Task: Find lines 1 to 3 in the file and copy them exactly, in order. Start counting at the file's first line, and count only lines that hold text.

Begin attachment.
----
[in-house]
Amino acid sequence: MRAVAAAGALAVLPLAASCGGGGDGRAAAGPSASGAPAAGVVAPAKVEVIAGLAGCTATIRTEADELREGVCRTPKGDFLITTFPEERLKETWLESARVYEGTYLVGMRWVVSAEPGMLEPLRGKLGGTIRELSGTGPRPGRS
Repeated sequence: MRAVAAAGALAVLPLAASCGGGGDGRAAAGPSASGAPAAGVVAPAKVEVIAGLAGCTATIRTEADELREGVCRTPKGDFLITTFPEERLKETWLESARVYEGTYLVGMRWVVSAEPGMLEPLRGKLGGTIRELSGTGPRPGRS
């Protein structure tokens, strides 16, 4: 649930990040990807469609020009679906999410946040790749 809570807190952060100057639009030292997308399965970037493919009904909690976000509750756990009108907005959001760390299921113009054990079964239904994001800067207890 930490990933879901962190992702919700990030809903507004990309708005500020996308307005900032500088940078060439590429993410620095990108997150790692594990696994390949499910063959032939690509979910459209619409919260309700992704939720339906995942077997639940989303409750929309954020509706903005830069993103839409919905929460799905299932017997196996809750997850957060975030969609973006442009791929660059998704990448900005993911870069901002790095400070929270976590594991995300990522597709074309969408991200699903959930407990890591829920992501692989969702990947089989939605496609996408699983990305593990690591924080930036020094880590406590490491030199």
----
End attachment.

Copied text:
[in-house]
Amino acid sequence: MRAVAAAGALAVLPLAASCGGGGDGRAAAGPSASGAPAAGVVAPAKVEVIAGLAGCTATIRTEADELREGVCRTPKGDFLITTFPEERLKETWLESARVYEGTYLVGMRWVVSAEPGMLEPLRGKLGGTIRELSGTGPRPGRS
Repeated sequence: MRAVAAAGALAVLPLAASCGGGGDGRAAAGPSASGAPAAGVVAPAKVEVIAGLAGCTATIRTEADELREGVCRTPKGDFLITTFPEERLKETWLESARVYEGTYLVGMRWVVSAEPGMLEPLRGKLGGTIRELSGTGPRPGRS